Can Speech Disrupt Healthcare Decision Making?

Nitin Dubey, Co-Founder, PrayagadElectronic Medical Records (EMR) have been a failure in India, until now! Over the years, data collection in health care has evolved globally from scanning handwritten records, to typing details, to transcribing dictations for doctors to having Tele ICU & wearables giving a continuous feed of a patient’s vitals. Then why is healthcare decision making still not driven by clinical data in India?

Dr. Krish (name changed) owns and runs a multi-speciality hospital in Bengaluru. For several decades, his hospital was a prominent landmark and was thriving, but now, even its front façade looks grim. With many new competitors in the locality, his profits have dried-up and he is having a tough time retaining his best doctors & nurses. He believes he needs to invest in new technologies and increase his marketing spends, but he is not certain about the departments or machines to invest in and doesn’t know where to focus his marketing efforts. So, Dr. Krish reaches-out to his friends who guide him to a Management Consultancy firm. He bites the bullet and signs a fat cheque to engage them. Several sessions and 184 man hours later, the much-awaited report arrives. Dr. Krish is shocked to see that the fancy report has prescribed him back his own assumptions on marketing & investments and has provided a rolodex of possible technology partners. Total disappointment! And the report says – further analysis & recommendations could not be made due to insufficient data. Dr. Krish is back to square one and wonders how to get DATA for his decision making?
Sadly, Dr. Krish isn’t alone. Even some of the largest hospital chains in India struggle to get specific details about their doctor-patient interactions, patient life cycles or the missed opportunities. Thanks to HIS, LIS and POS systems, Indian healthcare industry does have some data around financial & operational metrics, but structured clinical data exists only in areas of diagnostic reports & imaging, which doesn’t help the likes of Dr. Krish. It does not require a Sherlock Holmes to arrive at the root cause – i.e., ‘stakeholder dissonance’. In India, doctor hours are inadequate & unevenly distributed, insurance doesn’t even cover 30 percent of the healthcare expenses, per capita government spending on healthcare is among the lowest on the planet and healthcare infrastructure lacks in quality & accessibility. While most of the other stakeholders want every last detail of clinical data, the key stakeholders, i.e., Doctors & Patients are ill equipped to capture and provide this data. They lack time, infrastructure and incentive alignment. What does a doctor get by spending 10 percent extra time on typing detailed clinical records? Nothing tangible! On the contrary, in the developed world, the hospital doesn’t even get paid if detailed records are not presented.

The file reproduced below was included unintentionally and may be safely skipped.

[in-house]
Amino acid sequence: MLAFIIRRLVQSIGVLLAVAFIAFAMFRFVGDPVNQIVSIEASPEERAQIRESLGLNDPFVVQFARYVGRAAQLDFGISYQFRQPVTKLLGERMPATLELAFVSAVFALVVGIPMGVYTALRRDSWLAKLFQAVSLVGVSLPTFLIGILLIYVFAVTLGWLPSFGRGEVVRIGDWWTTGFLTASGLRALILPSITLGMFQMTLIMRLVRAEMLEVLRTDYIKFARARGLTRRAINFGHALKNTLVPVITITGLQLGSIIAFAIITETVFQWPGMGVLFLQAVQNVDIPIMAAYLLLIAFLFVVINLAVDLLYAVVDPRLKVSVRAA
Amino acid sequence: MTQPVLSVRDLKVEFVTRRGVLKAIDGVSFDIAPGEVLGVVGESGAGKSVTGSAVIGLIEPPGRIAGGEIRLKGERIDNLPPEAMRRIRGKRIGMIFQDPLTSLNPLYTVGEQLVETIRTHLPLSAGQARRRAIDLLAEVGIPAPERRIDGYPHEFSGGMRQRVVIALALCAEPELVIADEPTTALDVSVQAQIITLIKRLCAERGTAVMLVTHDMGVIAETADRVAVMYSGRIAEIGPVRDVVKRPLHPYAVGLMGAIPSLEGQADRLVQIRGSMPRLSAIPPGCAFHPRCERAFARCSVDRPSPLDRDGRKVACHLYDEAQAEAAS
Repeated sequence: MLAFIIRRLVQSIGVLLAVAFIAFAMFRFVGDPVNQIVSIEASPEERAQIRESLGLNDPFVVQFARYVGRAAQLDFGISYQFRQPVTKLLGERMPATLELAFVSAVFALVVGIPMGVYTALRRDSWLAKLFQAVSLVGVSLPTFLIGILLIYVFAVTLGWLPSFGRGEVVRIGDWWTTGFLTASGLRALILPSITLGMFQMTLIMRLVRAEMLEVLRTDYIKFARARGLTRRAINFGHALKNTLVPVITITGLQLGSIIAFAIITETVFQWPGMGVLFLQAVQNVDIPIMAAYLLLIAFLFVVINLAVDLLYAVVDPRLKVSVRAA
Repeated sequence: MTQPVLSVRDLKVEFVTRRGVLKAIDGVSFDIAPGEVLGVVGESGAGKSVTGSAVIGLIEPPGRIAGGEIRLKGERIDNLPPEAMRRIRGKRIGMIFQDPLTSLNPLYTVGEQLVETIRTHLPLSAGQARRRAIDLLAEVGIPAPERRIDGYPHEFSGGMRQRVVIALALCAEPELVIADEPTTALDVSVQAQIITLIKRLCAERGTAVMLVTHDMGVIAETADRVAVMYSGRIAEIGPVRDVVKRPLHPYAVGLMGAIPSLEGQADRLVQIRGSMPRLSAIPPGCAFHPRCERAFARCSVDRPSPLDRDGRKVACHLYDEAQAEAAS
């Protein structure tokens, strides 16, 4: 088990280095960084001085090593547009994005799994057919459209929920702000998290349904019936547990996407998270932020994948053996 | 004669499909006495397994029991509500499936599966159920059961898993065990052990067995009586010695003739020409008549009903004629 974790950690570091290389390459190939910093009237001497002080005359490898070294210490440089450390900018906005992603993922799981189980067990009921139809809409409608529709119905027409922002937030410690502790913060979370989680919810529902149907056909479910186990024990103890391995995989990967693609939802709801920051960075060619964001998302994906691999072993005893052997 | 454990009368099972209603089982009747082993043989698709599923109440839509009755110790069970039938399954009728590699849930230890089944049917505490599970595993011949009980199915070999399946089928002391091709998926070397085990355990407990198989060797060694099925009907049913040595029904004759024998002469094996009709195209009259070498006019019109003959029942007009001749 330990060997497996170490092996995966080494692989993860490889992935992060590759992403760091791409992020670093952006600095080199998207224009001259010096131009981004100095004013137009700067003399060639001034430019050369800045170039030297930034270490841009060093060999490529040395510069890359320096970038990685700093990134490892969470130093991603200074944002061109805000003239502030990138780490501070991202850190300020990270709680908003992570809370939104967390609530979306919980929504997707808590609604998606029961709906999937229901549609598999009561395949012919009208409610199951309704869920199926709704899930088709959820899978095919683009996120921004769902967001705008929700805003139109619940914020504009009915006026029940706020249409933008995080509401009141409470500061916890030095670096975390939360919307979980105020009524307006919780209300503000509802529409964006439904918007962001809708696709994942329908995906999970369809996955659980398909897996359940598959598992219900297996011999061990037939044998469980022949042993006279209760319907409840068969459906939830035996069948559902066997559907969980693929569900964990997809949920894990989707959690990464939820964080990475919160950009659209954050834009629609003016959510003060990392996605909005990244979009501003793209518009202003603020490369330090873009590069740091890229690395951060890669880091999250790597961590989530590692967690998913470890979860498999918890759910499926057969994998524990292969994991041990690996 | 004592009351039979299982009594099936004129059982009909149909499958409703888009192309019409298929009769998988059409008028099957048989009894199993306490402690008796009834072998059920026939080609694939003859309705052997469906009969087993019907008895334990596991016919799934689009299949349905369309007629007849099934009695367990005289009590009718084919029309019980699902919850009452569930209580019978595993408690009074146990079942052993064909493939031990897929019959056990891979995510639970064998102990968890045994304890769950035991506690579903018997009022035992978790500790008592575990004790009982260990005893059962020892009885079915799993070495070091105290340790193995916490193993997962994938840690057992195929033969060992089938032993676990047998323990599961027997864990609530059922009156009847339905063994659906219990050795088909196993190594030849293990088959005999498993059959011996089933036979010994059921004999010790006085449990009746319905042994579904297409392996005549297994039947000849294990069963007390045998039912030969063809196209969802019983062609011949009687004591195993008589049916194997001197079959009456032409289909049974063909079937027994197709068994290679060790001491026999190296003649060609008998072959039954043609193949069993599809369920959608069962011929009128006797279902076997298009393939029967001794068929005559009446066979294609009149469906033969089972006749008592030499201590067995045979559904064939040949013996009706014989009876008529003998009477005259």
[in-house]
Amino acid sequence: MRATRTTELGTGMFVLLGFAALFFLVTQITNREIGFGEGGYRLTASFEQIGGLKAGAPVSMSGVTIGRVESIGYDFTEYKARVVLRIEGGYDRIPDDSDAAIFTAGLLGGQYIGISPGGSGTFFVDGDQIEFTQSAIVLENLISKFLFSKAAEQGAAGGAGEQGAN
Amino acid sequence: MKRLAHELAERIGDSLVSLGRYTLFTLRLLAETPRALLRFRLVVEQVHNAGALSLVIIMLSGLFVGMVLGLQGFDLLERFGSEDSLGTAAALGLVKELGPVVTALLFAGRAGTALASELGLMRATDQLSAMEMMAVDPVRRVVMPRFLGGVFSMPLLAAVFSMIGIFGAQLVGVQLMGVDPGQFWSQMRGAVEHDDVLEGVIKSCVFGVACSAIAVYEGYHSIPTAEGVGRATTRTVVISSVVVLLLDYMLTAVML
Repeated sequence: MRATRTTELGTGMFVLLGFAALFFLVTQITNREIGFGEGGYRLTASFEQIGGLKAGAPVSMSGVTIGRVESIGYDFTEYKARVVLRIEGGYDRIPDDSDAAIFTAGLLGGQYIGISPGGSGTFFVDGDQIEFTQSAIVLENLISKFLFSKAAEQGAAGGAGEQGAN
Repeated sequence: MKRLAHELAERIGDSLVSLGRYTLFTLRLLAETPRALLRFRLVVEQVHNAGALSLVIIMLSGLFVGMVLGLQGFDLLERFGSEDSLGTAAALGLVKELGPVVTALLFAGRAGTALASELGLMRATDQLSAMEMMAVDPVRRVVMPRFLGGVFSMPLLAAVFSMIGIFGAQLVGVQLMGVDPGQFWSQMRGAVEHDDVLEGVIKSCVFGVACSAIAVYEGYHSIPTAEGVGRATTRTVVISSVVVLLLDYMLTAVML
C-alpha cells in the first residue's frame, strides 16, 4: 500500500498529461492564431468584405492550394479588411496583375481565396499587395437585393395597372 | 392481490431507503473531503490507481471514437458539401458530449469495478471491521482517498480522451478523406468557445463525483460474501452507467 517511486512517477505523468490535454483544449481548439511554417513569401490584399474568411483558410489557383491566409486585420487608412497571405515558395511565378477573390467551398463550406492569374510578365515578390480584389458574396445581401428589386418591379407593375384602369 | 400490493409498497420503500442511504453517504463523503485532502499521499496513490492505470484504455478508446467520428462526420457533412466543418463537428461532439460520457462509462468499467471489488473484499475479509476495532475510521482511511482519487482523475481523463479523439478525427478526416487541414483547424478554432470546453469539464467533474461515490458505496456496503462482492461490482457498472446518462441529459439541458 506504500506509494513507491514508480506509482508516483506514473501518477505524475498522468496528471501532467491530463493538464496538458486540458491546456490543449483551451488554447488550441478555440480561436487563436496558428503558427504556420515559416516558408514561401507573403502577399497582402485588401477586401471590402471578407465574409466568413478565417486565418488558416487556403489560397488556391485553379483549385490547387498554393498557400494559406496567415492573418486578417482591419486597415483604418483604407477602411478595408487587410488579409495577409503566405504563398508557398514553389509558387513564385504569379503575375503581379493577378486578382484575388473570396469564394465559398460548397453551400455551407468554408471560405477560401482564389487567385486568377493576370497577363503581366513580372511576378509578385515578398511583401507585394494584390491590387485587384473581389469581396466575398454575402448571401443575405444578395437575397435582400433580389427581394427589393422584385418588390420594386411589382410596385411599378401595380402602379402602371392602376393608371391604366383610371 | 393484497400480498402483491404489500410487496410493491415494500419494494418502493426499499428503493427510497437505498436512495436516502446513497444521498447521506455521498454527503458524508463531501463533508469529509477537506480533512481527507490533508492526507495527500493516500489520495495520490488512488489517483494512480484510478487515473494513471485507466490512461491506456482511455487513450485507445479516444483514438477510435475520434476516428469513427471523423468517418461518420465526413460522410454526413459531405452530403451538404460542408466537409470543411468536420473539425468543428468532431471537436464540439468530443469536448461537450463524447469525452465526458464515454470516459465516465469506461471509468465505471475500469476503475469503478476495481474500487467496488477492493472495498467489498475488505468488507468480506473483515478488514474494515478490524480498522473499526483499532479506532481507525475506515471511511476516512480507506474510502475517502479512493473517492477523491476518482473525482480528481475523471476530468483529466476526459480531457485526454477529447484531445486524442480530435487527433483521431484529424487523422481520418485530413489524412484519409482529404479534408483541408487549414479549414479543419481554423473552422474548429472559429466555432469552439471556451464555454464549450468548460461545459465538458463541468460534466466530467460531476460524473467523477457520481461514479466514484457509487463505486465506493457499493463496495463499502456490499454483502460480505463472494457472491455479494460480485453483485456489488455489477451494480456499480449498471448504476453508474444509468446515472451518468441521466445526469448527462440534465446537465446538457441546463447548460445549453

However, there is a ray of hope! i.e., Speech-based technologies. Giants in U.S. like Nuance, M*Modal and now even Google and startups like Prayagad in India are cracking this exact piece of the puzzle. A doctor can now just speak, instead of typing her notes, and she can record much more data in a matter of seconds. In turn, the product provides drug contraindications, alerts the doctor on allergies and contextually relevant medical history of the patient, shows statistics based on the doctor’s speech queries, and all of this in real time, in spite of the diversity in Indian accents. The secret lies behind the Natural Language Understanding algorithms, which understand speech, covert doctor’s inputs to structured data and provide insights, and these models adapt quickly to an individual’s accent & style of practice over a very short period of time. What I just mentioned is not fiction, it is already happening and happening in India as well.

Healthcare data models built using such systems provide critical insights for decision making, whether these decisions are clinical or business oriented. Dr. Krish now has access to details about his patients, the potential life-time value from them, his best performing specialization, the lost opportunities on pharmacy, diagnostics and procedures, future opportunities with possible ailments, and is able to provide better care to his patients. These solutions are slowly minimizing stakeholder dissonance by simplifying the strenuous lives of physicians and improving healthcare outcomes for patients, while delivering value for every rupee spent. For India, implementing an ambitious government sponsored health plan like Ayushman Bharat for half a billion people, requires very high-data integrity, tracking and monitoring. Execution on such a humongous scale is impossible without data capturing done at grass-roots by Medical Officers & healthcare workers. Since smart phone penetration, data availability, UID coverage, biometric technologies and an awakened end-user are all coming together, time is ripe for adoption of speech-based smart systems which will take the power of technology to the masses.